Matthew’s appearance meant the world to me and assisting him in this small way took on elevated importance. Ella and Helena pulled a painted tin from the chemistry lab cabinets and asked all of these questions of Matthew. “Does it hurt?” “How did this happen?” “Did you wash it well?” “Do you need some tabletki” (the standard word for any medication such as aspirin or antibiotics)? Matthew nodded no and a chortled. His cut was only a pretext for the rest of us to demonstrate our enthusiasm for the visitor from the outside.

    Bialowieza really was the end of the world and Matthew, who had been touring on the long string instrument in Prague and Berlin, came to visit. A trip to Bialowieza required Matthew to take an overnight train from Prague to Warsaw and then spend most of the day hopping a series of local buses to the very last bus stop on the Easternmost out post in Poland, just a km from the Belarusian border. On one of his layovers in the industrial logging town of Hajnowka he waited on a bench for some time. This is where he cut himself picknicking on Polish rye.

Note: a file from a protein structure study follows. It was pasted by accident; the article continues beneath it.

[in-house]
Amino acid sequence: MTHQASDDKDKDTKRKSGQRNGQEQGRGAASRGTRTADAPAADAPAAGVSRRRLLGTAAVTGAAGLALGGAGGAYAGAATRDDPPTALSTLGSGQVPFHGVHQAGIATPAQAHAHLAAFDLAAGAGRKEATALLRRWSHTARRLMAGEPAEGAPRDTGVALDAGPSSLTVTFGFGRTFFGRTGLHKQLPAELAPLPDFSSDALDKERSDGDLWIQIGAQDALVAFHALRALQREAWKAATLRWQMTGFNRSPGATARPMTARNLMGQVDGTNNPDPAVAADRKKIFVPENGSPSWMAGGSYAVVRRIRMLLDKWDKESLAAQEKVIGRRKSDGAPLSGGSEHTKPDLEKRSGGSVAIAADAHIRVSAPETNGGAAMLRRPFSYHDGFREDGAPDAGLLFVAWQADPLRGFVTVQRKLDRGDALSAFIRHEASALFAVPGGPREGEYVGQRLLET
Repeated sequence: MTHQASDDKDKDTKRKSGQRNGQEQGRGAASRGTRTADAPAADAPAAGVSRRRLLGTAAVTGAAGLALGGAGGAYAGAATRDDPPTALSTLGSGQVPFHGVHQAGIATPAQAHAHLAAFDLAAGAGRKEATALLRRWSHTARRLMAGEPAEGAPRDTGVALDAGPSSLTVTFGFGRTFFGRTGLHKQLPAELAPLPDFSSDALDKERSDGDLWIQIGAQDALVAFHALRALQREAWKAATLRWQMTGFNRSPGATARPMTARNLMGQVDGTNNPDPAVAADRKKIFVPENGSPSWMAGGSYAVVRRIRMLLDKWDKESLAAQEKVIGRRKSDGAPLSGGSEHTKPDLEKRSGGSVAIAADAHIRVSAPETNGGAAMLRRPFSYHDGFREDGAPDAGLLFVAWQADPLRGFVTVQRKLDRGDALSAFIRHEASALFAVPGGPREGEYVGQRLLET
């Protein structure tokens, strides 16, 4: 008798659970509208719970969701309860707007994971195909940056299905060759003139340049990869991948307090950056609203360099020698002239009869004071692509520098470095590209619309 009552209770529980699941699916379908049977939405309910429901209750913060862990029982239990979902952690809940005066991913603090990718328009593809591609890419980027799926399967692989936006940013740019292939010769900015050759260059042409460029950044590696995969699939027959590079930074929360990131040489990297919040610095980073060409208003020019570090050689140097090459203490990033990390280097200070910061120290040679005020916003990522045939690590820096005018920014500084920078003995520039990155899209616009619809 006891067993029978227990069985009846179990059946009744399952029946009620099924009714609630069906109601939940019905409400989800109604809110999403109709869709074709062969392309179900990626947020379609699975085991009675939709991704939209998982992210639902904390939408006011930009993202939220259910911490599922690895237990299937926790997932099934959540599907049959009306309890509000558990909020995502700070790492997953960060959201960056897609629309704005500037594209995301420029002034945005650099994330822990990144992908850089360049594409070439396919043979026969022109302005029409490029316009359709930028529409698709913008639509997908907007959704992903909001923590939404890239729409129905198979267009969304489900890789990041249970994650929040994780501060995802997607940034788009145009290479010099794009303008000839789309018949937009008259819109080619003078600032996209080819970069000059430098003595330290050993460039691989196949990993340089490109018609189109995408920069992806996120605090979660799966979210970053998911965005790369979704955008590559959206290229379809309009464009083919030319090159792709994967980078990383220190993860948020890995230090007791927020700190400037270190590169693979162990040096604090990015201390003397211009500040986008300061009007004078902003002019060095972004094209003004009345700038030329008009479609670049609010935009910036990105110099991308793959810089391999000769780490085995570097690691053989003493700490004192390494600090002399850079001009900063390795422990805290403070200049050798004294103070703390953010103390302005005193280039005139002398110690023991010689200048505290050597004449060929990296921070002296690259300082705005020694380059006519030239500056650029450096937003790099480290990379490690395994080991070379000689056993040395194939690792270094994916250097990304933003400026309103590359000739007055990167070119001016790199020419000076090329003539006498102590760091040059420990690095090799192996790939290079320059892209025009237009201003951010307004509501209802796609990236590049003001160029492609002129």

He added that some elderly gentlemen on the bench beside him had mistaken him for a Pole. They struck up a conversation addressed at Matthew, who naturally wasn’t privy to the local dialect, known as “tutejszy”, (akin to “hillbilly” talk). Matthew, Stacia tells me, has the uncanny ability to look at home everywhere he goes and is often mistaken for a local. After the men discovered Matthew’s “otherness”, they offered a banana and assisted him with the transfer bus to my village. I thought it miraculous that he found his way. I had no phone at my house and limited email access. Not knowing when he might arrive I left a note tacked to the door of my house directing him to my institute of forestry research.